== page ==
If you click here right now, you can catch streaming coverage of the 100th Anniversary of the Great Quake that leveled San Francisco 100 years ago. It’s a big event in the City By The Bay.
The quake, an estimated 7.9 on the Richter scale, lasted almost a minute and led to a fire that lasted for over 4 days. Thousands died and tens of thousands were homeless, living in tents and shelters in Golden Gate Park and in makeshift tent-cities around the Bay Area.
A Siren Ceremony is ongoing right now . . . (and I’m sure the footage will be available later today as well).
It’s odd to watch such a thing in my home city from so far away on a sunny afternoon in an earthquake-free country. But as I stare at the tiny, slightly-grainy window on my computer screen, listening to old air-raid sirens, church bells, and fire-engine sirens wail for the length of the earthquake’s time, I feel humbled. For many Americans – and people around the world who watched live – the persistent sounds of sirens are linked to the events of 9/11. Even if not, sirens are seldom a good sound: meaning death, injury, fire, and loss.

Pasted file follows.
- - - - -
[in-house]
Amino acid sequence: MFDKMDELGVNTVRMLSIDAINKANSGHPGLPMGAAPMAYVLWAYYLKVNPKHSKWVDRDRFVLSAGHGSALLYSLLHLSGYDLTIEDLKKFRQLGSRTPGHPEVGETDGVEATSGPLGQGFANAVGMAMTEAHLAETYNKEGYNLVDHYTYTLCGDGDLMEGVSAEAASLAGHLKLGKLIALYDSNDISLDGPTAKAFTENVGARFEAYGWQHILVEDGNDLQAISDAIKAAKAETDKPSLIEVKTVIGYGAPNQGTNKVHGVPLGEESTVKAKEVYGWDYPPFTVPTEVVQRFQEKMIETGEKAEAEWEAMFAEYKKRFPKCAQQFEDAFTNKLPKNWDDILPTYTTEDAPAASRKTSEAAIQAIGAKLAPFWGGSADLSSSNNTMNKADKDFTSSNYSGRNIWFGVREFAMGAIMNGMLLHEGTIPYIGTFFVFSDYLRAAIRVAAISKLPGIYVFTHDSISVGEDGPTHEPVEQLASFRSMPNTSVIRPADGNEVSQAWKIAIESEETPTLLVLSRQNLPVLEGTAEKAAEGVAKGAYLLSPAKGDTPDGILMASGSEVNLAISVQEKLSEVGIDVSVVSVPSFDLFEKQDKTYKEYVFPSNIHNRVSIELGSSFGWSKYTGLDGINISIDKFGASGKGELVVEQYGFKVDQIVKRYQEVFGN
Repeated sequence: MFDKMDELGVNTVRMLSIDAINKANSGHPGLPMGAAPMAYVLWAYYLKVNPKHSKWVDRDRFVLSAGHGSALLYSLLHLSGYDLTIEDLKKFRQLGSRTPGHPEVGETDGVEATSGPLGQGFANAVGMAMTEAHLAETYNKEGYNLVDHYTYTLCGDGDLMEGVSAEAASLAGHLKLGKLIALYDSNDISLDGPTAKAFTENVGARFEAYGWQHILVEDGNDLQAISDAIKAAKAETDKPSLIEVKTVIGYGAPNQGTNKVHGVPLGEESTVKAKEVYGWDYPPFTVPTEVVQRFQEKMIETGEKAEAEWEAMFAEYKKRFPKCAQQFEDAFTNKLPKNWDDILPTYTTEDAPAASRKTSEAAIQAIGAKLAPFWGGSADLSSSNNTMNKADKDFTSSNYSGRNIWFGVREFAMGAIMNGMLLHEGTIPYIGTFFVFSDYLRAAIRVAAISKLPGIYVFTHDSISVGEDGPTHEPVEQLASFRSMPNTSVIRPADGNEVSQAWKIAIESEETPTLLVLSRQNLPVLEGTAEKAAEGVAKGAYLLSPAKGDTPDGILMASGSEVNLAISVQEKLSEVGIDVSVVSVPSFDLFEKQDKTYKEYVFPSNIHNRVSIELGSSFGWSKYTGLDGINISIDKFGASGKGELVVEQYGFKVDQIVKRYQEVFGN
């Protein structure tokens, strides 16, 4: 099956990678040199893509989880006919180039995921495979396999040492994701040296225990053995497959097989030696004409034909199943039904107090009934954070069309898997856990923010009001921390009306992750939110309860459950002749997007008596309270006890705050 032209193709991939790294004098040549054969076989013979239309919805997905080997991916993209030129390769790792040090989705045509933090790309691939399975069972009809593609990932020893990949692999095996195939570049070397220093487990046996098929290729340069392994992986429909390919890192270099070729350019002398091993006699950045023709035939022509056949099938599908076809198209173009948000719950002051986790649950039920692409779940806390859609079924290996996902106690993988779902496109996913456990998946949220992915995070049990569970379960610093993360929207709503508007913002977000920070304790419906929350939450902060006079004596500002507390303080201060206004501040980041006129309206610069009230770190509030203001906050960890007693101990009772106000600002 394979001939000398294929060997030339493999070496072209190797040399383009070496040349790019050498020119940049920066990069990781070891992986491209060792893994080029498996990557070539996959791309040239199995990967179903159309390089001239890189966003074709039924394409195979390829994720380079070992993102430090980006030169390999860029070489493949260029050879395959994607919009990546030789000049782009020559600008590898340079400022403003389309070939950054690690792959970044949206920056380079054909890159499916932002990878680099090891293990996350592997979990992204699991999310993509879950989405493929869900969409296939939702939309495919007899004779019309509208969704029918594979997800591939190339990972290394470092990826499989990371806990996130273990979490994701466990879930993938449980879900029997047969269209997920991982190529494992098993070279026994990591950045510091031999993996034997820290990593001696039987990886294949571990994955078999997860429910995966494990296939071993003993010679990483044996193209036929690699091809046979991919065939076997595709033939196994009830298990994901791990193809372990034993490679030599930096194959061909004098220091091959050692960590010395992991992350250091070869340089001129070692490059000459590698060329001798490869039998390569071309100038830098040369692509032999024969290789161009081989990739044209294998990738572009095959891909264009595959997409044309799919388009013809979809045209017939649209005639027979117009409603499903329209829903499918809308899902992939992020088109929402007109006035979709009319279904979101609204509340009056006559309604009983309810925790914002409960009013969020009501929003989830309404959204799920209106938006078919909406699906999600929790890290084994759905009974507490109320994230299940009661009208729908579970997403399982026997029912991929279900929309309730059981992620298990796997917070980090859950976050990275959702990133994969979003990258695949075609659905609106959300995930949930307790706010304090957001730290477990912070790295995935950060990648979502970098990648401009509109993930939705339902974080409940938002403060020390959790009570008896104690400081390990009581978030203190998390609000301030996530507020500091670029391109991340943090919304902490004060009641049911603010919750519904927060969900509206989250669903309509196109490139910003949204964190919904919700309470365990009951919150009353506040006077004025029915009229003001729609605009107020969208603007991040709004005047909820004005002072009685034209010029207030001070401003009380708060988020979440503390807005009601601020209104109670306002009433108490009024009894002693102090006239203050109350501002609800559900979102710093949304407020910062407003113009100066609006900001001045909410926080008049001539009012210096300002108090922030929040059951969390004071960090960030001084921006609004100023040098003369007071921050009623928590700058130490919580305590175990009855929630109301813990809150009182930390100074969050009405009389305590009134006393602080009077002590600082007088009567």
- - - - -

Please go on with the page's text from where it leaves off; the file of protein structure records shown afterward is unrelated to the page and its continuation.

All the firehouse doors in San Francisco were opened moments ago – something they literally could not do 100 years ago, as the earthquake bent buildings and the earth, sealing in those who wanted to save the city.
Those sirens wailing now remind San Franciscans and those who live in areas prone to sudden fits of an angry Mother Nature how tenuous our hold on our homes is. Here in London, I don’t have to worry about earthquakes, but knowing what struck San Francisco 100 years ago and what could strike again at any moment still makes me appreciate the beauty of cities – of people coming together to build a community, in spite of all the things that could destroy it.